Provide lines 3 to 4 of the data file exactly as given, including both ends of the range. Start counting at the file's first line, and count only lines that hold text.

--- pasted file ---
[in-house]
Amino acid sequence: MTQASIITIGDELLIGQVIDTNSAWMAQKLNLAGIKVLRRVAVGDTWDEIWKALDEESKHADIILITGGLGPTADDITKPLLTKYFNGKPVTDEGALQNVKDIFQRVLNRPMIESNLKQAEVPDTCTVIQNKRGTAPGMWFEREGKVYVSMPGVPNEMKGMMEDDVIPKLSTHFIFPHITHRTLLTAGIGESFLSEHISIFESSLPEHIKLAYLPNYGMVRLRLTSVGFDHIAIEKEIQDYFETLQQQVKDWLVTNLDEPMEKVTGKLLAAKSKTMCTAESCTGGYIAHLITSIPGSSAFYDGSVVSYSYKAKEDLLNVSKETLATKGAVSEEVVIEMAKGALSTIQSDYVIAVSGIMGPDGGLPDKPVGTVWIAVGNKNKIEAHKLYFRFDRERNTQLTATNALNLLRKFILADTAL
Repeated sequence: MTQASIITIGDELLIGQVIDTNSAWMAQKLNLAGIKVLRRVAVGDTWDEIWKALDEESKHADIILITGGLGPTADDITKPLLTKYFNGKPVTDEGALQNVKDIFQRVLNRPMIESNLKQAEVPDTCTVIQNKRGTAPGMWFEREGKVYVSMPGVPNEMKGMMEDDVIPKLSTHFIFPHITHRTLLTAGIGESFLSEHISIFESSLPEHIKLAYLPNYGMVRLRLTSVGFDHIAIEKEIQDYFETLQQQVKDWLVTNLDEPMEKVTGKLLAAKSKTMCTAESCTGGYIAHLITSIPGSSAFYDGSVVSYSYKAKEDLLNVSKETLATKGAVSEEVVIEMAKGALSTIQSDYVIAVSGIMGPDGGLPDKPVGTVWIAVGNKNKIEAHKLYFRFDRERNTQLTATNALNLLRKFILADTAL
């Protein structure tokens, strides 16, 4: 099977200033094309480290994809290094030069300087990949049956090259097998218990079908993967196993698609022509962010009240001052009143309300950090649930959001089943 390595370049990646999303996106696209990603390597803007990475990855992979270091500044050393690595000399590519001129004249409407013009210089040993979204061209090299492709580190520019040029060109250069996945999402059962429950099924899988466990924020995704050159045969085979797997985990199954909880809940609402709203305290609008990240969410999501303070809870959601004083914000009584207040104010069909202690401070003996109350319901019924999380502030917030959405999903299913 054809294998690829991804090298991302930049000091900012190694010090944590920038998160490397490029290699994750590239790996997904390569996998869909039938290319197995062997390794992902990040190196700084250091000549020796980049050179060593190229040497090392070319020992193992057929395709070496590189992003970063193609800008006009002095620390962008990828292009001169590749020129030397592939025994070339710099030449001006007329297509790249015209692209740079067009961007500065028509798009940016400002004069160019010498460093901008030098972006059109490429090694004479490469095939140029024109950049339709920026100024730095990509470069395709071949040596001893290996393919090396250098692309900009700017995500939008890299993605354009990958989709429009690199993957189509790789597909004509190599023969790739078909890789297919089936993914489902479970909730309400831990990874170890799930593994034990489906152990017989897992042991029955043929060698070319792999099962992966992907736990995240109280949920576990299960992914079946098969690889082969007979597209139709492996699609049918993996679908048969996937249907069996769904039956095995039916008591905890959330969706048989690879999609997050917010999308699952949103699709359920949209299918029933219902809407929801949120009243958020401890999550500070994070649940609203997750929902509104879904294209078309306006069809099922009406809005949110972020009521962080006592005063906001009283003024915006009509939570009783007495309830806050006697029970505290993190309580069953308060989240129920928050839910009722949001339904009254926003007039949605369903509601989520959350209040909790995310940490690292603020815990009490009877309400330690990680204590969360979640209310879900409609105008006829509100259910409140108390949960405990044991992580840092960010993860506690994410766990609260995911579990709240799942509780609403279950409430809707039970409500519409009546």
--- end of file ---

Repeated sequence: MTQASIITIGDELLIGQVIDTNSAWMAQKLNLAGIKVLRRVAVGDTWDEIWKALDEESKHADIILITGGLGPTADDITKPLLTKYFNGKPVTDEGALQNVKDIFQRVLNRPMIESNLKQAEVPDTCTVIQNKRGTAPGMWFEREGKVYVSMPGVPNEMKGMMEDDVIPKLSTHFIFPHITHRTLLTAGIGESFLSEHISIFESSLPEHIKLAYLPNYGMVRLRLTSVGFDHIAIEKEIQDYFETLQQQVKDWLVTNLDEPMEKVTGKLLAAKSKTMCTAESCTGGYIAHLITSIPGSSAFYDGSVVSYSYKAKEDLLNVSKETLATKGAVSEEVVIEMAKGALSTIQSDYVIAVSGIMGPDGGLPDKPVGTVWIAVGNKNKIEAHKLYFRFDRERNTQLTATNALNLLRKFILADTAL
């Protein structure tokens, strides 16, 4: 099977200033094309480290994809290094030069300087990949049956090259097998218990079908993967196993698609022509962010009240001052009143309300950090649930959001089943 390595370049990646999303996106696209990603390597803007990475990855992979270091500044050393690595000399590519001129004249409407013009210089040993979204061209090299492709580190520019040029060109250069996945999402059962429950099924899988466990924020995704050159045969085979797997985990199954909880809940609402709203305290609008990240969410999501303070809870959601004083914000009584207040104010069909202690401070003996109350319901019924999380502030917030959405999903299913 054809294998690829991804090298991302930049000091900012190694010090944590920038998160490397490029290699994750590239790996997904390569996998869909039938290319197995062997390794992902990040190196700084250091000549020796980049050179060593190229040497090392070319020992193992057929395709070496590189992003970063193609800008006009002095620390962008990828292009001169590749020129030397592939025994070339710099030449001006007329297509790249015209692209740079067009961007500065028509798009940016400002004069160019010498460093901008030098972006059109490429090694004479490469095939140029024109950049339709920026100024730095990509470069395709071949040596001893290996393919090396250098692309900009700017995500939008890299993605354009990958989709429009690199993957189509790789597909004509190599023969790739078909890789297919089936993914489902479970909730309400831990990874170890799930593994034990489906152990017989897992042991029955043929060698070319792999099962992966992907736990995240109280949920576990299960992914079946098969690889082969007979597209139709492996699609049918993996679908048969996937249907069996769904039956095995039916008591905890959330969706048989690879999609997050917010999308699952949103699709359920949209299918029933219902809407929801949120009243958020401890999550500070994070649940609203997750929902509104879904294209078309306006069809099922009406809005949110972020009521962080006592005063906001009283003024915006009509939570009783007495309830806050006697029970505290993190309580069953308060989240129920928050839910009722949001339904009254926003007039949605369903509601989520959350209040909790995310940490690292603020815990009490009877309400330690990680204590969360979640209310879900409609105008006829509100259910409140108390949960405990044991992580840092960010993860506690994410766990609260995911579990709240799942509780609403279950409430809707039970409500519409009546």